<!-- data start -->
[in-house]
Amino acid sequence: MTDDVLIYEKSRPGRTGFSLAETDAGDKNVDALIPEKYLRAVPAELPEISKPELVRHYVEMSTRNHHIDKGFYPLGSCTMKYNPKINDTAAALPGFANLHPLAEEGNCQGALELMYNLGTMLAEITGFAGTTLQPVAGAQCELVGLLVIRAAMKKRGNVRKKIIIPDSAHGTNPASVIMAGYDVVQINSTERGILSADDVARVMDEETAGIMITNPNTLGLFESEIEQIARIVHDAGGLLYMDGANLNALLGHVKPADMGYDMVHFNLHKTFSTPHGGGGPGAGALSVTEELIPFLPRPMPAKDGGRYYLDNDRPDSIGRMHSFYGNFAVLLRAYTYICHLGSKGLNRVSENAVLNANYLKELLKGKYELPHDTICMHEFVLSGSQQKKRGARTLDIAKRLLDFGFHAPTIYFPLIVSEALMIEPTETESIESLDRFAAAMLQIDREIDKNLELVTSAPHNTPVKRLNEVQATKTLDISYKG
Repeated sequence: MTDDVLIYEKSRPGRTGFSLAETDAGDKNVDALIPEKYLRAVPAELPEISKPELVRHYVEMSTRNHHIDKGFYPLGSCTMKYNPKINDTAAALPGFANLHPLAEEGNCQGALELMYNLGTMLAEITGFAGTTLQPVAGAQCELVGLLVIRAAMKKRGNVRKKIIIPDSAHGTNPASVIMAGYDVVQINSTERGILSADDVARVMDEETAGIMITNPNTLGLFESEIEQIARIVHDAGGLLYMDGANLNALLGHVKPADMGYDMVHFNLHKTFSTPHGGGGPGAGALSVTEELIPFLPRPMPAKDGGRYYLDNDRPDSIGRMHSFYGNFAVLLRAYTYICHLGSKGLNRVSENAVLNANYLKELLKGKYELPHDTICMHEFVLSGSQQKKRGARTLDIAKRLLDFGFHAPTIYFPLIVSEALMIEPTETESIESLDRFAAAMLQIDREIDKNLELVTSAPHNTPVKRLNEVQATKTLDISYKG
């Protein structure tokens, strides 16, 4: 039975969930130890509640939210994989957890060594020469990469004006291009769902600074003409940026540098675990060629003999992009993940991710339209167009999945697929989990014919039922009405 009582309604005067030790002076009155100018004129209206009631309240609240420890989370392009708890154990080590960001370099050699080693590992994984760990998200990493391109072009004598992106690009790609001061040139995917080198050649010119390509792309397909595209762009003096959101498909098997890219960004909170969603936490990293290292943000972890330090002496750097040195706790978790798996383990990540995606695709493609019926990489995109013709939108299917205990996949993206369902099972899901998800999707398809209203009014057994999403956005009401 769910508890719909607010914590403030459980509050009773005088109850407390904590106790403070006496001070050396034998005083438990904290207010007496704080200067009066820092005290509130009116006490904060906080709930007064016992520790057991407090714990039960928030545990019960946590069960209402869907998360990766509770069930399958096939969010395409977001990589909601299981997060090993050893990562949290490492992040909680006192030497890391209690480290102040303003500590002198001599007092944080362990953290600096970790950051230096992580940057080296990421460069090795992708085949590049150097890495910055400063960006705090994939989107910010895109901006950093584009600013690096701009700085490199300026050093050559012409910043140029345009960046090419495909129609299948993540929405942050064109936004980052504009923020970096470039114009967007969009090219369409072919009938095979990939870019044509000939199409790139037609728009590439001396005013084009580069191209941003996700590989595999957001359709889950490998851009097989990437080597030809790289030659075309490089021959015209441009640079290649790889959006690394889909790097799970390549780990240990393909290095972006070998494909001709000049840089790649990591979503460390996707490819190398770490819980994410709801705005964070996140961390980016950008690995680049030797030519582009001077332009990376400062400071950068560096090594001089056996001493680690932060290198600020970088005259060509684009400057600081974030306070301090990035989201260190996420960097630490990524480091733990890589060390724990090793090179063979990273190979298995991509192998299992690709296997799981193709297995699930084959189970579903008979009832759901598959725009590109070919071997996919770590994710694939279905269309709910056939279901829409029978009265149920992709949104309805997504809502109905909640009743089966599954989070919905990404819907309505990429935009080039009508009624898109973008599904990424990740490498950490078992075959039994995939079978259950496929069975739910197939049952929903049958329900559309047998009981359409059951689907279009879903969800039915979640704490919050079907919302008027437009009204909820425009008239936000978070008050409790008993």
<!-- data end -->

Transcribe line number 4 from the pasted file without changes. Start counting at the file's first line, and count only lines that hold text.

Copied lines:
């Protein structure tokens, strides 16, 4: 039975969930130890509640939210994989957890060594020469990469004006291009769902600074003409940026540098675990060629003999992009993940991710339209167009999945697929989990014919039922009405 009582309604005067030790002076009155100018004129209206009631309240609240420890989370392009708890154990080590960001370099050699080693590992994984760990998200990493391109072009004598992106690009790609001061040139995917080198050649010119390509792309397909595209762009003096959101498909098997890219960004909170969603936490990293290292943000972890330090002496750097040195706790978790798996383990990540995606695709493609019926990489995109013709939108299917205990996949993206369902099972899901998800999707398809209203009014057994999403956005009401 769910508890719909607010914590403030459980509050009773005088109850407390904590106790403070006496001070050396034998005083438990904290207010007496704080200067009066820092005290509130009116006490904060906080709930007064016992520790057991407090714990039960928030545990019960946590069960209402869907998360990766509770069930399958096939969010395409977001990589909601299981997060090993050893990562949290490492992040909680006192030497890391209690480290102040303003500590002198001599007092944080362990953290600096970790950051230096992580940057080296990421460069090795992708085949590049150097890495910055400063960006705090994939989107910010895109901006950093584009600013690096701009700085490199300026050093050559012409910043140029345009960046090419495909129609299948993540929405942050064109936004980052504009923020970096470039114009967007969009090219369409072919009938095979990939870019044509000939199409790139037609728009590439001396005013084009580069191209941003996700590989595999957001359709889950490998851009097989990437080597030809790289030659075309490089021959015209441009640079290649790889959006690394889909790097799970390549780990240990393909290095972006070998494909001709000049840089790649990591979503460390996707490819190398770490819980994410709801705005964070996140961390980016950008690995680049030797030519582009001077332009990376400062400071950068560096090594001089056996001493680690932060290198600020970088005259060509684009400057600081974030306070301090990035989201260190996420960097630490990524480091733990890589060390724990090793090179063979990273190979298995991509192998299992690709296997799981193709297995699930084959189970579903008979009832759901598959725009590109070919071997996919770590994710694939279905269309709910056939279901829409029978009265149920992709949104309805997504809502109905909640009743089966599954989070919905990404819907309505990429935009080039009508009624898109973008599904990424990740490498950490078992075959039994995939079978259950496929069975739910197939049952929903049958329900559309047998009981359409059951689907279009879903969800039915979640704490919050079907919302008027437009009204909820425009008239936000978070008050409790008993």